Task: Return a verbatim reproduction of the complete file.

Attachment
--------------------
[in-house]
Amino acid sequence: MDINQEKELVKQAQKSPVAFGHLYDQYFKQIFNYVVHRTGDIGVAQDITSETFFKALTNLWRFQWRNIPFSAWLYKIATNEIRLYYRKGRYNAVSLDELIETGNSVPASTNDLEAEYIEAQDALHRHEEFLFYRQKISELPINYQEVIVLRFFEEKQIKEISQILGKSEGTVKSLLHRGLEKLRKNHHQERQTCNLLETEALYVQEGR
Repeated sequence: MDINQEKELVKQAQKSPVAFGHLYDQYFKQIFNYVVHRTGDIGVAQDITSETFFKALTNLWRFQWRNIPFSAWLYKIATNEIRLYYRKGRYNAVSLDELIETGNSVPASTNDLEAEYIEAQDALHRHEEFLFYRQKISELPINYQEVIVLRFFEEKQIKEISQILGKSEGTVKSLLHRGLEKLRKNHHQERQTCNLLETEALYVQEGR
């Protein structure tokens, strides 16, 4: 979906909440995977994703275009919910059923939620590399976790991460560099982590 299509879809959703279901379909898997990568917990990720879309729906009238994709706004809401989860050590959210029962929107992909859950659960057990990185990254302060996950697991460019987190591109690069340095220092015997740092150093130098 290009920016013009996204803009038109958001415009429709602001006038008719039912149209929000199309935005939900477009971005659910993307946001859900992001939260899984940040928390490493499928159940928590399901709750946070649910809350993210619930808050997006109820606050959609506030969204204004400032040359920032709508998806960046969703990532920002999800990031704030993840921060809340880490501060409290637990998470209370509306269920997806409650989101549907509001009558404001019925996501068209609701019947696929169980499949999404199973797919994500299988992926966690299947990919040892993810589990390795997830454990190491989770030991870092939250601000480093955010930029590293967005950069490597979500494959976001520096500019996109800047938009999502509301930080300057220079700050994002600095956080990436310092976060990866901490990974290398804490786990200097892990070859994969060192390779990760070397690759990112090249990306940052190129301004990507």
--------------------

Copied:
[in-house]
Amino acid sequence: MDINQEKELVKQAQKSPVAFGHLYDQYFKQIFNYVVHRTGDIGVAQDITSETFFKALTNLWRFQWRNIPFSAWLYKIATNEIRLYYRKGRYNAVSLDELIETGNSVPASTNDLEAEYIEAQDALHRHEEFLFYRQKISELPINYQEVIVLRFFEEKQIKEISQILGKSEGTVKSLLHRGLEKLRKNHHQERQTCNLLETEALYVQEGR
Repeated sequence: MDINQEKELVKQAQKSPVAFGHLYDQYFKQIFNYVVHRTGDIGVAQDITSETFFKALTNLWRFQWRNIPFSAWLYKIATNEIRLYYRKGRYNAVSLDELIETGNSVPASTNDLEAEYIEAQDALHRHEEFLFYRQKISELPINYQEVIVLRFFEEKQIKEISQILGKSEGTVKSLLHRGLEKLRKNHHQERQTCNLLETEALYVQEGR
């Protein structure tokens, strides 16, 4: 979906909440995977994703275009919910059923939620590399976790991460560099982590 299509879809959703279901379909898997990568917990990720879309729906009238994709706004809401989860050590959210029962929107992909859950659960057990990185990254302060996950697991460019987190591109690069340095220092015997740092150093130098 290009920016013009996204803009038109958001415009429709602001006038008719039912149209929000199309935005939900477009971005659910993307946001859900992001939260899984940040928390490493499928159940928590399901709750946070649910809350993210619930808050997006109820606050959609506030969204204004400032040359920032709508998806960046969703990532920002999800990031704030993840921060809340880490501060409290637990998470209370509306269920997806409650989101549907509001009558404001019925996501068209609701019947696929169980499949999404199973797919994500299988992926966690299947990919040892993810589990390795997830454990190491989770030991870092939250601000480093955010930029590293967005950069490597979500494959976001520096500019996109800047938009999502509301930080300057220079700050994002600095956080990436310092976060990866901490990974290398804490786990200097892990070859994969060192390779990760070397690759990112090249990306940052190129301004990507």